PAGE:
In the second model the rate of acceleration is not constant, but controlled in such a way that the train’s kinetic energy is dissipated at a constant rate over *time*: equal amounts of heat are generated in equal time intervals. We stipulate that the braking distance \(s\) is the same as before. The results are set out in Appendix 2, and they show that the train stops at an earlier time than it would do under the constant acceleration model. Profiles of the dimensionless distance, speed, and acceleration appear as red lines in the accompanying Figures. Figure 7 confirms that the train stops earlier, in just three-quarters of the time taken in the constant acceleration case. But the speed is greater throughout (figure 8), and the train slows more abruptly towards the end of the braking sequence. In fact the acceleration approaches minus infinity as the train comes to a halt (figure 9). Therefore at some point, the braking force demanded between the wheels and the rail must be greater than the available friction, the wheels will lock, and the train will overrun the stipulated braking distance. In order to work satisfactorily, the constant dissipation model would need to be modified with a reduced intensity of braking during the later stages that takes into account the friction constraint.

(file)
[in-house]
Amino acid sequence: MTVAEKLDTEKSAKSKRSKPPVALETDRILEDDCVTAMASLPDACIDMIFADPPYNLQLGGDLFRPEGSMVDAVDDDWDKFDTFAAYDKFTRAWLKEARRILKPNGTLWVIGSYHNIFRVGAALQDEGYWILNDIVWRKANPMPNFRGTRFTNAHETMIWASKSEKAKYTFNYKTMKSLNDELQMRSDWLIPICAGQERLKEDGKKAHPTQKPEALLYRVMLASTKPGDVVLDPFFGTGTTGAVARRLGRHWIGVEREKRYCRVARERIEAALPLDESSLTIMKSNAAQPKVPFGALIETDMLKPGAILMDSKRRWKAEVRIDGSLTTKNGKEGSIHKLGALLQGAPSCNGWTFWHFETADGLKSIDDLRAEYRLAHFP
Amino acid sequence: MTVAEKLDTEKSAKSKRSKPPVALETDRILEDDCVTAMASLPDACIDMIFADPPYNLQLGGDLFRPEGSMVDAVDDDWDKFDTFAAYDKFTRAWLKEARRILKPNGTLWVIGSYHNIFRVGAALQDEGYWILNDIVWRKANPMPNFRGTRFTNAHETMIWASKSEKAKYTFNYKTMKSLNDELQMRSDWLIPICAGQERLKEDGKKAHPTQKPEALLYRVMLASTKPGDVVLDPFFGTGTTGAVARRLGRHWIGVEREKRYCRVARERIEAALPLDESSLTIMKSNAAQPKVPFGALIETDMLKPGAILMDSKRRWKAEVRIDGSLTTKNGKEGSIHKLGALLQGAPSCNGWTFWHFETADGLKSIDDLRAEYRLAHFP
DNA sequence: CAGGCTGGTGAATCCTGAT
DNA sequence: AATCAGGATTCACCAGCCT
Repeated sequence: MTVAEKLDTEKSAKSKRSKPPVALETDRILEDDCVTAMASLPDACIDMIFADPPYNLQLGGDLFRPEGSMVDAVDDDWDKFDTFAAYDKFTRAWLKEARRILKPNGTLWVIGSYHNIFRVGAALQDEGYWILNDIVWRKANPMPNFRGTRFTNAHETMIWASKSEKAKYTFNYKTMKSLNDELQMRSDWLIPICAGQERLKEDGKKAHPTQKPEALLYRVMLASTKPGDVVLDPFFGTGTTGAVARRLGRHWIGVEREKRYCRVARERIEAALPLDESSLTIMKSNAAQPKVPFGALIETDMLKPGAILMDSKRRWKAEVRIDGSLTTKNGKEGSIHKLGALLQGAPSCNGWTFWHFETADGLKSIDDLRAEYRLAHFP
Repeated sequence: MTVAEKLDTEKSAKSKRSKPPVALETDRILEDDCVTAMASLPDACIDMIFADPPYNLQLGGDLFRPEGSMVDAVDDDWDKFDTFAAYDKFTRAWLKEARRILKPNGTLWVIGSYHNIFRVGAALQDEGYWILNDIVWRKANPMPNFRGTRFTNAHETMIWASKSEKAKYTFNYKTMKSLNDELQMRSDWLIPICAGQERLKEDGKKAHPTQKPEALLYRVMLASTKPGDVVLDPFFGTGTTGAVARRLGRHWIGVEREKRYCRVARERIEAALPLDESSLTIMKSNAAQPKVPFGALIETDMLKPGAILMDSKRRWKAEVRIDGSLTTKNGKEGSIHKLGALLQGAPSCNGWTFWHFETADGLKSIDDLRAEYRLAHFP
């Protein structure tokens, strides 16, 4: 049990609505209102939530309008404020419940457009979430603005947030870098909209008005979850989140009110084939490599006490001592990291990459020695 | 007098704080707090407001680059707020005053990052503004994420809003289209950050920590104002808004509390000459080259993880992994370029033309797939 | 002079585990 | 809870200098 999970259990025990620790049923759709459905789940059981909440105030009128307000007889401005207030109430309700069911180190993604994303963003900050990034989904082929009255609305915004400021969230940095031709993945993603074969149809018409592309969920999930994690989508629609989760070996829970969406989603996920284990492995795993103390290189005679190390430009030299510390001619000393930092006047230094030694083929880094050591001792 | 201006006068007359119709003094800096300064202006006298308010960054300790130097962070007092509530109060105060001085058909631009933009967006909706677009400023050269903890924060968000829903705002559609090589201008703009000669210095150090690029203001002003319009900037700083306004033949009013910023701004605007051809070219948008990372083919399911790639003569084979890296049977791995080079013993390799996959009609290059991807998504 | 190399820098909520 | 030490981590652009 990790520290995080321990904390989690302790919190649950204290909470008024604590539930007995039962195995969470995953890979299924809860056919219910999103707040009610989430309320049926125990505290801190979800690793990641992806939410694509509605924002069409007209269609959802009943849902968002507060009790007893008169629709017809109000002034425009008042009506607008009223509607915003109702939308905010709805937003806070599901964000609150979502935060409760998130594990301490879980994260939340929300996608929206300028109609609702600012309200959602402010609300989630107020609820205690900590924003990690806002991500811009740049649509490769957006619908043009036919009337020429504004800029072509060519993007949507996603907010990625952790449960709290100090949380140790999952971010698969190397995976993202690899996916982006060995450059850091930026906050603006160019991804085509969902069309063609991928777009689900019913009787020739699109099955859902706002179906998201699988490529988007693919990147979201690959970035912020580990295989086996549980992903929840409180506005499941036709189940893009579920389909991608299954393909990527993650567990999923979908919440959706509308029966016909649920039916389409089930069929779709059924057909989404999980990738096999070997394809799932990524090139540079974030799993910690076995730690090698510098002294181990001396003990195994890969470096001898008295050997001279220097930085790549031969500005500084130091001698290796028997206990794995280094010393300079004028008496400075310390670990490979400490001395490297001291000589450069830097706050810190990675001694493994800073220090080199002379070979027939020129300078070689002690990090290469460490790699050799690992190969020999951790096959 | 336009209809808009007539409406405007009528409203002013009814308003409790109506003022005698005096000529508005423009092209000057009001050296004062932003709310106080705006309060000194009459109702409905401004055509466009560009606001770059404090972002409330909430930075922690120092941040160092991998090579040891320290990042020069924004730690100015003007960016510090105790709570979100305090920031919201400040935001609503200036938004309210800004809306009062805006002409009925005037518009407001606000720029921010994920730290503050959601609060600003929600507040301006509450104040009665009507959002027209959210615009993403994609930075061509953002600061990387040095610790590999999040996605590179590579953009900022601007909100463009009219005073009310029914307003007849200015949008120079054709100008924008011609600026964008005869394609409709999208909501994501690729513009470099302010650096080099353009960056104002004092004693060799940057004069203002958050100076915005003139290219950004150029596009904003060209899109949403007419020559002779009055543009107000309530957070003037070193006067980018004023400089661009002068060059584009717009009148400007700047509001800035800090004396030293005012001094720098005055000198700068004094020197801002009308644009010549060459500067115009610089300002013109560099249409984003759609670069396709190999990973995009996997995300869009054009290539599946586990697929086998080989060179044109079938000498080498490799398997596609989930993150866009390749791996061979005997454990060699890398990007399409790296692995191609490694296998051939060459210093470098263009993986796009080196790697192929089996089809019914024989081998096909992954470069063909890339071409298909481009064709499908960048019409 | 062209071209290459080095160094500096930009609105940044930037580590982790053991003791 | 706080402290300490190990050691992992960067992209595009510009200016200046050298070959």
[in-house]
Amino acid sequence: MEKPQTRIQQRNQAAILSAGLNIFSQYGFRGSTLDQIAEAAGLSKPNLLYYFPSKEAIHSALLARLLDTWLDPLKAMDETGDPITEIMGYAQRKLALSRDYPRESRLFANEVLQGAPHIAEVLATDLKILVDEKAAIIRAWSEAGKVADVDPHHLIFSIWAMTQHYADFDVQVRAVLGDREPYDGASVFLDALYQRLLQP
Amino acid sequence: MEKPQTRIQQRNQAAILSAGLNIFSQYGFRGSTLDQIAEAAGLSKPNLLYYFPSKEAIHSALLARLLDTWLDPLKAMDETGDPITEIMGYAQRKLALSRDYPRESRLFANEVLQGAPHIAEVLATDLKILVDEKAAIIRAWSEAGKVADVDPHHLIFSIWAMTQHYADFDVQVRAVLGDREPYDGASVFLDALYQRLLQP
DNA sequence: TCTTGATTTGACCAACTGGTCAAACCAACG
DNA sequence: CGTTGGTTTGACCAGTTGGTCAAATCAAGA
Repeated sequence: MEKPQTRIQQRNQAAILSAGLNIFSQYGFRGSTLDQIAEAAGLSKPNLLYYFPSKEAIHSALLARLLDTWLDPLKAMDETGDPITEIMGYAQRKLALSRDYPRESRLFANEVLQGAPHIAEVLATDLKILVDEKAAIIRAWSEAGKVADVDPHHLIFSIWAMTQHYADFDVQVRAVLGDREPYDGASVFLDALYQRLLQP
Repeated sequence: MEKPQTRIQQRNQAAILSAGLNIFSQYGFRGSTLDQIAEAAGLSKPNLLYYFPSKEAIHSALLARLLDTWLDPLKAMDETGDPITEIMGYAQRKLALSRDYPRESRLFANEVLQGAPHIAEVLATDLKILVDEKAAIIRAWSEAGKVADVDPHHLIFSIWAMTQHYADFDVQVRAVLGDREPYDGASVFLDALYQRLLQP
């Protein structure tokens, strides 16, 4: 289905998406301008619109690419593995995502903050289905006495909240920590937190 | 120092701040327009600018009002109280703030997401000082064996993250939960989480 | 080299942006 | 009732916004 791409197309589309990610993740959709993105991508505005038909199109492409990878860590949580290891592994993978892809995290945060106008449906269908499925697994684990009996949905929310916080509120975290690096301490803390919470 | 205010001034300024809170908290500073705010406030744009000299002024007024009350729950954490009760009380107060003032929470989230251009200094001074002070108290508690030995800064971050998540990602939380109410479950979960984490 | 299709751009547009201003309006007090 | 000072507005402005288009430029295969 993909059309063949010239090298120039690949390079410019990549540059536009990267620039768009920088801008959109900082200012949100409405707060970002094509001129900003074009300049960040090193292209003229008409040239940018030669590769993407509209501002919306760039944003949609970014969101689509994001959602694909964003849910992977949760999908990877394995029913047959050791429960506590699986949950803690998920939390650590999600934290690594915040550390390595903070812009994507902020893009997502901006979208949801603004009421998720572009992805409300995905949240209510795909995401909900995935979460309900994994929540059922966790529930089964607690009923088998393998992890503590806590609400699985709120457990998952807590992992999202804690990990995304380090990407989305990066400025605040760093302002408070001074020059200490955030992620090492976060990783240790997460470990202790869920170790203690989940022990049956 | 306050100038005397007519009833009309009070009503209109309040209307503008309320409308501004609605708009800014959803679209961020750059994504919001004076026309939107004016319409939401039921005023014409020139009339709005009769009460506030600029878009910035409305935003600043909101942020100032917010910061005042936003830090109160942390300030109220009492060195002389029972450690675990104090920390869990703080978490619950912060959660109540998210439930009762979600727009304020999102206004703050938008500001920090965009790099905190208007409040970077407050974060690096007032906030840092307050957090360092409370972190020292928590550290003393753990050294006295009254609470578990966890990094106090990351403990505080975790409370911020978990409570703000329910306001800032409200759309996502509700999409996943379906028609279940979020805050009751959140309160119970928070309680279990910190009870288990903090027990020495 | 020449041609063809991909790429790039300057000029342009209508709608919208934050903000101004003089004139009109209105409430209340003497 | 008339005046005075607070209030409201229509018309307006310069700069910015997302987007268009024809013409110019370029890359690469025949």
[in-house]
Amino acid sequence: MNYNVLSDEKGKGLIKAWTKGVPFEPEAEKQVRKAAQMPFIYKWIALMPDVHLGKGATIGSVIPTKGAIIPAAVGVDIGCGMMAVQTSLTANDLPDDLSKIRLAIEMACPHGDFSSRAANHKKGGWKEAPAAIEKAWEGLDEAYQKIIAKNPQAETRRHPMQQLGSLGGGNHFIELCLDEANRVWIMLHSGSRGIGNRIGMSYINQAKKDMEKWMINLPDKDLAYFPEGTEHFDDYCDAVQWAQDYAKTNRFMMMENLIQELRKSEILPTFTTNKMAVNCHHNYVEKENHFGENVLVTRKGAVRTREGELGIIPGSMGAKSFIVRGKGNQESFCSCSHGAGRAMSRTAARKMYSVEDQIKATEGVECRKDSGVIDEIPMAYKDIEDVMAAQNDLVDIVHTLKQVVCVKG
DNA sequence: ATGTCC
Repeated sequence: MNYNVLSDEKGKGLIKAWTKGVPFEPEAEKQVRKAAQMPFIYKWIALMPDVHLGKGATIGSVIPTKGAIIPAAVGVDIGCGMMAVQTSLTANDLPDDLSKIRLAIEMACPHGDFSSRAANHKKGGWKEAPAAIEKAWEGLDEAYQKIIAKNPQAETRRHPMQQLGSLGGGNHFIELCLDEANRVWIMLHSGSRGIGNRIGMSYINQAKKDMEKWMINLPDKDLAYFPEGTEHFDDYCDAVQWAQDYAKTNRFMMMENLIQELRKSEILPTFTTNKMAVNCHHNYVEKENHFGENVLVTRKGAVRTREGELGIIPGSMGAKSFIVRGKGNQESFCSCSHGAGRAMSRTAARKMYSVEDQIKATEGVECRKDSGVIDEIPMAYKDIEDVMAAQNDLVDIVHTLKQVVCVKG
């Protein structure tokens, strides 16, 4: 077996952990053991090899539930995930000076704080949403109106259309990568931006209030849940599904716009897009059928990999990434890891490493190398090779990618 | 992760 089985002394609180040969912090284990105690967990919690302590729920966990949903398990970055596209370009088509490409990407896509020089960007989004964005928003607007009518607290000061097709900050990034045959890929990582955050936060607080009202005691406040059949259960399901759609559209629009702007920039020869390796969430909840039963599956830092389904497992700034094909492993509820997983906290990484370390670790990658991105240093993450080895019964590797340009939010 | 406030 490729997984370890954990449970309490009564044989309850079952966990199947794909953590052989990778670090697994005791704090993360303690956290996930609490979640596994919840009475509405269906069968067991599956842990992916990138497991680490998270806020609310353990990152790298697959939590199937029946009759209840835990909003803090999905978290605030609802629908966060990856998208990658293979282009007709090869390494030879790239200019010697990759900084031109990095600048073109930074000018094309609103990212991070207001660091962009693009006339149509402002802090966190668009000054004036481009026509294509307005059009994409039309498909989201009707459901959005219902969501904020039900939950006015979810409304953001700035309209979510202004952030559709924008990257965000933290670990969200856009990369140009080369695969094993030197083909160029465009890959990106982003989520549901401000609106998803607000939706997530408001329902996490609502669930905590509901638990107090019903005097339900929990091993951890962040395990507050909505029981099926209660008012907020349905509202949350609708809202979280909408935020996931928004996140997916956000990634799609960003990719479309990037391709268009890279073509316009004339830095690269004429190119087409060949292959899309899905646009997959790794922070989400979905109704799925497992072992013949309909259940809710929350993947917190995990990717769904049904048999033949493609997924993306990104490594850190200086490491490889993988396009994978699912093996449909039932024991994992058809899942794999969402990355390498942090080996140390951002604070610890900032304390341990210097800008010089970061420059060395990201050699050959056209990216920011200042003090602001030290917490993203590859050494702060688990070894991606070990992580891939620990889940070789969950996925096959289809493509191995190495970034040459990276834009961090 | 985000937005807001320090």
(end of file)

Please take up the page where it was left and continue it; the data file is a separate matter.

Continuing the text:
But these two models are not the only possibilities. They both entail sudden changes in acceleration - infinite ‘spikes’ in the jerk profile - that are undesirable from the passengers’ point of view (you’ll recall that *jerk*\(\,\) is a technical term for the rate of change of acceleration: see Section G0216). In theory, we could minimise disturbance to passengers by dividing the braking sequence into two equal time intervals in which the jerk level is maintained at a steady constant negative level in the first interval and a steady positive level in the second. Hence the acceleration intensifies linearly from zero to a (negative) peak, and then declines linearly again to zero at the moment the train stops. Unfortunately, this ‘passenger-friendly’ model has the effect of increasing the braking distance. If we stipulate for example that the acceleration peaks at the same value \(a\)as in the constant acceleration case, it’s possible to show that the braking distance is doubled, but we haven’t given the derivation here.

The constant acceleration model is often used in text books as a basis for understanding what is required from a braking system and how it performs. In the case of an emergency stop, this is not unreasonable. If you want to halt a train in the shortest possible distance, then the limiting factor is the friction between wheel and the rail. Assuming that the brakes are sufficiently powerful to use all the available grip, and the coefficient of friction is constant throughout the braking process, then a constant (negative) acceleration is the most effective strategy. In practice, however, the friction is not constant, but falls appreciably at high speeds, so in order to avoid locking the wheels and damaging the tread and rail surface, the braking effort must start at a somewhat lower level and build up to a maximum later on as shown in the upper part of figure 10.